I attended ConCarolinas yesterday with my daughter. It has become somewhat of a tradition for us to attend cons. We shoot for the smaller local cons because they are typically more intimate than some of the bigger ones. We started years ago with MarsCon out of Williamsburg, VA; tried out RavenCon in Richmond, VA; StellarCon in Greensboro, NC; and now have zoned in on ConCarolinas in Charlotte, NC. Now that we live in Charlotte, ConCarolinas is definitely the most convenient to attend.
My daughter likes to cosplay at times and likes to talk to people at the convention, where I am the proverbial stick in the mud. Yes, I’m the author. Yes, I’m supposed to mingle, and meet other authors, and promote my books. Yes, I suck at it.
I always make the rounds and talk to the authors hawking their wares. I typically buy a handful of books from said authors, not the bookstores in the dealer room. I hope they will do the same for me, in the future—next year.
I will be releasing the third book in my trilogy this winter (in time for Christmas), and next year will be the big marketing push to promote the series. I plan to attend as many conventions as possible in 2018. I’ll be the one sitting behind the table watching people walk by and hoping they’ll stop and talk. I won’t lie—I’m a bit apprehensive about it, but excited at the same time.
Stop by and say hi. It won’t matter if you buy a book, I’ll be happy to see you.
My new favorite protagonist is Cullen Bohannan from the Television show Hell on Wheels. I just finished watching the show on Netflix.
Wow, great writing, and great acting by Anson Mount. The character is flawed, and yet you can’t help but cheer him on. Throughout the show, the complexity of his character is revealed in measured doses, and the growth from a single-minded killer to a more complex character, but still a killer, is awesome.
I was planning to go into detail and talk about archetypes and flawed protagonists, and such, but decided that it is better to just recommend the show. Why try to explain when seeing it would put my words to shame anyway? Can I say “wow” again?
A couple of recent season finales have made me think about how to do a cliffhanger right. To be honest, the last season finale of The Walking Dead pissed me off enough to stop watching the show, and it made me think about how they did it wrong.
To do a cliffhanger correctly, you have to entice your audience to want to see the next scene without pissing them off. It is about building anticipation in the audience to the right degree that they will come back for more. It is also a way to build tension in your story. This is often done through some type of revelation or twist to the storyline that happens as part of the cliffhanger or at the beginning of the next scene.
An example of a good cliffhanger was the end of the season 5 of The Game of Thrones. Jon Snow is stabbed multiple times, and the season ends with him lying in the snow, but is Jon Snow really “dead” dead? The way the scene ends with Jon lying alone in the snow leaves the option open that he survives. Also, there were enough hints in the story to that point (people brought back to life) that he could possibly be revived from the dead. This is enough to leave the audience guessing and to build the tension for the next season without alienating the audience through the use of a “cheap trick.” The reveal comes later, early in season 6, when the audience finds out if Jon Snow lives.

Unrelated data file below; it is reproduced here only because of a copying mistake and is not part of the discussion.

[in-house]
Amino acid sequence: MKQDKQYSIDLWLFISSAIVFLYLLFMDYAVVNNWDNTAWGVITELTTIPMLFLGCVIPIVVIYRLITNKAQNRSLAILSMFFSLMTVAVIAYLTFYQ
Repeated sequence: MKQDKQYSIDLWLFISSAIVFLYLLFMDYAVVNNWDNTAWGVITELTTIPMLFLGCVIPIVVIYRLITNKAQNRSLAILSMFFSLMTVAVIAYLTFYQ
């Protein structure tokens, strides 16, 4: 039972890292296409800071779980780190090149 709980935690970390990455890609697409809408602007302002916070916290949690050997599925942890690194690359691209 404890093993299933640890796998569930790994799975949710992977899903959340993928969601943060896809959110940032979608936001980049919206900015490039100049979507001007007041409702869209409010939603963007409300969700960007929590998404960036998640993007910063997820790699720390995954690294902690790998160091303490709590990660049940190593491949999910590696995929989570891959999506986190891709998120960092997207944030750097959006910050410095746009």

In contrast, the end of season 6 of The Walking Dead was a cheap trick. The Walking Dead crew is lined up on their knees with no possibility of escape. Negan is counting out with his nasty baseball bat, and the audience knows one of their beloved characters is going to die—then the scene ends and the audience has to wait until next season to find out who gets it. Yes, there is tension. Yes, there is anticipation for what comes next. But unfortunately, the audience is left gnashing their teeth in frustration. I call this artificial tension, where the writer withholds information to create tension with the audience. Unfortunately, this type of tension creation causes the audience to feel like they are being tricked somehow.
To me this is a cheap trick that turns me off from a story. The Walking Dead is one of those shows that goes hot and cold from season to season as it is. This artificial tension season finale was the last straw to make me lose interest in the story. It was not the zombies or the characters that killed the most popular zombie show for me—it was the writing, and the improper use of a cliffhanger.
Do you like bagpipes, kilts, Celtic dancing, and brawny men throwing heavy objects? If so, you need to attend the Highland games. You can find highland games worldwide, but one of the largest clan gatherings takes place just a hop, skip, and a jump from my home.
The Highland games are held at Grandfather Mountain in the North Carolina Smokey Mountains every year in July. If you ever wondered why they are called the Smokey Mountains, check out the picture from my condo balcony.
Attending the Highland Games is a fun weekend—actually it is a four day weekend event. There is music, athletic competitions, shopping, food, and everything Scottish. If you have a Scottish ancestor, you can find out to which clan you belong, visit their tent, and learn about your family history. If you don’t have a drop of Scottish blood, it’s still a great time.
My favorite event to watch is the caber toss. I’m not sure who came up with the idea that tossing a 175 pound tree was a sport, but there are quite a few Scotsmen willing to give it a try. My stomach hurts just watching it.
Aside from watching the events, I probably enjoy the music the most. If you love bagpipes then come out to one of these gatherings. Maybe I’ll see you there.